"While the environmental and human health benefits of green building have been widely recognized, this comprehensive report confirms that minimal increases in upfront costs of about 2% to support green design would, on average, result in life cycle savings of 20% of total construction costs -- more than ten times the initial investment. For example, an initial upfront investment of up to $100,000 to incorporate green building features into a $5 million project would result in a savings of $1 million in today's dollars over the life of the building." 10

As indicated on the chart, all four certification levels show positive Net Present Value (NPV), manifesting positive financial returns.



1. Cassidy, Robert. "White Paper on Sustainability." Building Design & Construction November 2003 1-48. Available at: https://www.usgbc.org/Docs/Resources/BDCWhitePaperR2.pdf.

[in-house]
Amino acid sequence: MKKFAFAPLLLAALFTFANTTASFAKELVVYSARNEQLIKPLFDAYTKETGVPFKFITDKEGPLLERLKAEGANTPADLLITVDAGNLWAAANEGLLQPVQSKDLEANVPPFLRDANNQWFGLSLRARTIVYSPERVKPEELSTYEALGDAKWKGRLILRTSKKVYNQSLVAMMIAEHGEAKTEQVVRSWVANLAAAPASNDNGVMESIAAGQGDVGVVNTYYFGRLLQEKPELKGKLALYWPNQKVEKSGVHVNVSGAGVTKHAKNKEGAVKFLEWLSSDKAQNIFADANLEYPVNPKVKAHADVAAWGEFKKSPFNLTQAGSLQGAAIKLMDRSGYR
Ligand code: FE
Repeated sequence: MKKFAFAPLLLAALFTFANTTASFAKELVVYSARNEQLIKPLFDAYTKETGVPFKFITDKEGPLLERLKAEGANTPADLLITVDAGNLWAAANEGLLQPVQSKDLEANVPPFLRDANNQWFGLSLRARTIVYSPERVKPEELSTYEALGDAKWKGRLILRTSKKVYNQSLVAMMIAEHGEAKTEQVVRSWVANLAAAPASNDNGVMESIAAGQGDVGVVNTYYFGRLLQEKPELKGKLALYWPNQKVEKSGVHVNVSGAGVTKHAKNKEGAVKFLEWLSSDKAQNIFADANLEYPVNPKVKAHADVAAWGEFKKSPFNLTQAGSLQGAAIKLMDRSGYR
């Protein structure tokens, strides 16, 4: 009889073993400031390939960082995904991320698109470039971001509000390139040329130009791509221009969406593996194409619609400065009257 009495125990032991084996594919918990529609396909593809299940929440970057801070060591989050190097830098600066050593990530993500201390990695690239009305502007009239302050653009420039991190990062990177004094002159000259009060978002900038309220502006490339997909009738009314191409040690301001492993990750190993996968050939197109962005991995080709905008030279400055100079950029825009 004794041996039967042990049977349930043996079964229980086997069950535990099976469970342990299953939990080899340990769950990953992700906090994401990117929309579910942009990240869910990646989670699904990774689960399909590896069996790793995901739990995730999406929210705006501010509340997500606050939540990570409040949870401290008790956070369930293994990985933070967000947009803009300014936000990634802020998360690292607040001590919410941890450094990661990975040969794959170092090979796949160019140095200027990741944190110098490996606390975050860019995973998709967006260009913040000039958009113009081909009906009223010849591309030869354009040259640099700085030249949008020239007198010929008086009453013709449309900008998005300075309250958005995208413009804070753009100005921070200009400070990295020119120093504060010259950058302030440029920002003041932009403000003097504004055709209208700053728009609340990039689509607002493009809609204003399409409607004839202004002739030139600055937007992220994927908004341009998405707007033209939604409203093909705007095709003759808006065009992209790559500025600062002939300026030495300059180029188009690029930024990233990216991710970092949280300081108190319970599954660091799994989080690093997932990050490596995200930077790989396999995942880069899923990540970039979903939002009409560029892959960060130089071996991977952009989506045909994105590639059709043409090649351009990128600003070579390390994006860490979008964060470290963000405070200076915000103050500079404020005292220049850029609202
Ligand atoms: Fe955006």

2. Davis Langdon. "Cost of Green Revisited: Reexamining the Feasibility and Cost Impact of Sustainable Design in the Light of Increased Market Adoption." July 2007 1-25. Available at: http://www.davislangdon.com/upload/images/publications/USA/The%20Cost%20of%20Green%20Revisited.pdf.
3. Lucia Athens and Tony Gale. Developing a Public Portfolio of LEED Projects: The City of Seattle Experience, Proceedings of the 2002 International Green Building Conference and Expo, Austin, TX, November 2002. Available at: http://www.usgbc.org/expo2002/schedule/documents/DS509_Athens_P126.pdf.